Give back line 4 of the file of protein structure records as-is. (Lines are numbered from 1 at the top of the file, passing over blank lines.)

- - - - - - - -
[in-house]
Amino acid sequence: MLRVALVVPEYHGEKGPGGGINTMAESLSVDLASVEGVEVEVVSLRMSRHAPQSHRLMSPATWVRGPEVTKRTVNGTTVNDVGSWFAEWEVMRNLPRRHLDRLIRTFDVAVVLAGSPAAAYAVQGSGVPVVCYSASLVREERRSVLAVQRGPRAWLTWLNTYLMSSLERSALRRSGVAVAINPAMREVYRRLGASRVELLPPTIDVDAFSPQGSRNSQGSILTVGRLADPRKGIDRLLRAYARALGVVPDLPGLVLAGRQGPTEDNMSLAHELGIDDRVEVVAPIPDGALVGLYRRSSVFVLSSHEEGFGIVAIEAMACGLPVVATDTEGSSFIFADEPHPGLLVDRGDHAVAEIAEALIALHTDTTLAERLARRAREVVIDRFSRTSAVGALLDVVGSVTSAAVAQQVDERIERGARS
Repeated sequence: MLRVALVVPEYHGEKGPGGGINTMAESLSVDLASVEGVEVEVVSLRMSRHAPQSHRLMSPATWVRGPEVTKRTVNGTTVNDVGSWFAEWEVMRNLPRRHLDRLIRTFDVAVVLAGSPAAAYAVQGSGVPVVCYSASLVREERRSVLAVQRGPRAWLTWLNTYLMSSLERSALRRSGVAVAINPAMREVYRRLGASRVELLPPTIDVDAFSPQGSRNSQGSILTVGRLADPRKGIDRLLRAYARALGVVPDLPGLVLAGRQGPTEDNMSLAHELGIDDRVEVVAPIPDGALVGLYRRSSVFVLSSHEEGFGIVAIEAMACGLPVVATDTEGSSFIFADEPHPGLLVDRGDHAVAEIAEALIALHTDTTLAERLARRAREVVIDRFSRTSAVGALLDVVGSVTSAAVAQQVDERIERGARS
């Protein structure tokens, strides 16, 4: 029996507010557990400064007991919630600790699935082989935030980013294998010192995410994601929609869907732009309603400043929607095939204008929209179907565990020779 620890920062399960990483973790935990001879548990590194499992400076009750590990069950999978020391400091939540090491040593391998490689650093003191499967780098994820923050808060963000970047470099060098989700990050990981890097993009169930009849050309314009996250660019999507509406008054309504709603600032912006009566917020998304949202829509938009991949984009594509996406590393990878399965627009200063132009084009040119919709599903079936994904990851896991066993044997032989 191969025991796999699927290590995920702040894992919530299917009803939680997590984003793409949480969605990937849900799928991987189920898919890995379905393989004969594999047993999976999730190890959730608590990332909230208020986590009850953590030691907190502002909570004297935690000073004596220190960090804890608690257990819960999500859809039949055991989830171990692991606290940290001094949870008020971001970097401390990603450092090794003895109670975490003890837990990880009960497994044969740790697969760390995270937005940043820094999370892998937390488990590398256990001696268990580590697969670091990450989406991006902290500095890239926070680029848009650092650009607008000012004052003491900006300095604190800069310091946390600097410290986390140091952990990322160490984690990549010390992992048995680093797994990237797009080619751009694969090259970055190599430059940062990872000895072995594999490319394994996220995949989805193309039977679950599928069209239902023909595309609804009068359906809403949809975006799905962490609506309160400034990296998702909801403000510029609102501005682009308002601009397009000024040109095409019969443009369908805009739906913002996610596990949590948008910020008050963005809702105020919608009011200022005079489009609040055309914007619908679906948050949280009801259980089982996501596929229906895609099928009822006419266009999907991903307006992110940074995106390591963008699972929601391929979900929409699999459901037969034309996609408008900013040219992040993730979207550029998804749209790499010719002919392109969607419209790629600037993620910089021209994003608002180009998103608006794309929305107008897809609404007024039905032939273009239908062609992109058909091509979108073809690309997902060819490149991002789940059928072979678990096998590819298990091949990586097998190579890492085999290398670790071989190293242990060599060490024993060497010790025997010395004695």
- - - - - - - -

């Protein structure tokens, strides 16, 4: 029996507010557990400064007991919630600790699935082989935030980013294998010192995410994601929609869907732009309603400043929607095939204008929209179907565990020779 620890920062399960990483973790935990001879548990590194499992400076009750590990069950999978020391400091939540090491040593391998490689650093003191499967780098994820923050808060963000970047470099060098989700990050990981890097993009169930009849050309314009996250660019999507509406008054309504709603600032912006009566917020998304949202829509938009991949984009594509996406590393990878399965627009200063132009084009040119919709599903079936994904990851896991066993044997032989 191969025991796999699927290590995920702040894992919530299917009803939680997590984003793409949480969605990937849900799928991987189920898919890995379905393989004969594999047993999976999730190890959730608590990332909230208020986590009850953590030691907190502002909570004297935690000073004596220190960090804890608690257990819960999500859809039949055991989830171990692991606290940290001094949870008020971001970097401390990603450092090794003895109670975490003890837990990880009960497994044969740790697969760390995270937005940043820094999370892998937390488990590398256990001696268990580590697969670091990450989406991006902290500095890239926070680029848009650092650009607008000012004052003491900006300095604190800069310091946390600097410290986390140091952990990322160490984690990549010390992992048995680093797994990237797009080619751009694969090259970055190599430059940062990872000895072995594999490319394994996220995949989805193309039977679950599928069209239902023909595309609804009068359906809403949809975006799905962490609506309160400034990296998702909801403000510029609102501005682009308002601009397009000024040109095409019969443009369908805009739906913002996610596990949590948008910020008050963005809702105020919608009011200022005079489009609040055309914007619908679906948050949280009801259980089982996501596929229906895609099928009822006419266009999907991903307006992110940074995106390591963008699972929601391929979900929409699999459901037969034309996609408008900013040219992040993730979207550029998804749209790499010719002919392109969607419209790629600037993620910089021209994003608002180009998103608006794309929305107008897809609404007024039905032939273009239908062609992109058909091509979108073809690309997902060819490149991002789940059928072979678990096998590819298990091949990586097998190579890492085999290398670790071989190293242990060599060490024993060497010790025997010395004695």